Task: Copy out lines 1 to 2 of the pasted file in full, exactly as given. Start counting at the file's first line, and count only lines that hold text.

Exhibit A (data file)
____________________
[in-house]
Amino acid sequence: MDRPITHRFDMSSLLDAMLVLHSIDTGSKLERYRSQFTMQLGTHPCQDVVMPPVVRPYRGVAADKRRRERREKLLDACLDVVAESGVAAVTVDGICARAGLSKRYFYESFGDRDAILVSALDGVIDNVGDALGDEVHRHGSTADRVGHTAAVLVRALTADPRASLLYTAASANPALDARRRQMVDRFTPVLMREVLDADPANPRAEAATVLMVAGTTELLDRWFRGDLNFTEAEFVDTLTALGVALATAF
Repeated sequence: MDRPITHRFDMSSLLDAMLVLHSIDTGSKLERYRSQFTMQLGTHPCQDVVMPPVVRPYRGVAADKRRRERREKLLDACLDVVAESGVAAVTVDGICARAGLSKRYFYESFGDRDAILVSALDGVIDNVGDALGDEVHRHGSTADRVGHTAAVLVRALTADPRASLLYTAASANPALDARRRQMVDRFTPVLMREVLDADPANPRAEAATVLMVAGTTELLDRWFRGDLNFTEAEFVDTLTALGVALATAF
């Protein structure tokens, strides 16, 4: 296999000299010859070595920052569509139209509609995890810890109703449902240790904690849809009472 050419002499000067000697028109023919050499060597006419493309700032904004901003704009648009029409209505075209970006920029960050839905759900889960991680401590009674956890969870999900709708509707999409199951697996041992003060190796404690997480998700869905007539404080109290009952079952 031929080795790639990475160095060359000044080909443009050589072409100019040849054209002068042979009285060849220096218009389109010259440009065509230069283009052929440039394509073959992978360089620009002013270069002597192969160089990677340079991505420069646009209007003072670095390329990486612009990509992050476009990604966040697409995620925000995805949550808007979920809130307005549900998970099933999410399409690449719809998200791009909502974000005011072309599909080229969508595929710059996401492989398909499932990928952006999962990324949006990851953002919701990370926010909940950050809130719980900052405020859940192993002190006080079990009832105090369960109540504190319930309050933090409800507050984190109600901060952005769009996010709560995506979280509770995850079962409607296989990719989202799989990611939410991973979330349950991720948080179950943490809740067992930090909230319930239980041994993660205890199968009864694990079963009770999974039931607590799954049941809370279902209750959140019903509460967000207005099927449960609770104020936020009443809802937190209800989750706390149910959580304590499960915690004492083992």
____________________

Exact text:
[in-house]
Amino acid sequence: MDRPITHRFDMSSLLDAMLVLHSIDTGSKLERYRSQFTMQLGTHPCQDVVMPPVVRPYRGVAADKRRRERREKLLDACLDVVAESGVAAVTVDGICARAGLSKRYFYESFGDRDAILVSALDGVIDNVGDALGDEVHRHGSTADRVGHTAAVLVRALTADPRASLLYTAASANPALDARRRQMVDRFTPVLMREVLDADPANPRAEAATVLMVAGTTELLDRWFRGDLNFTEAEFVDTLTALGVALATAF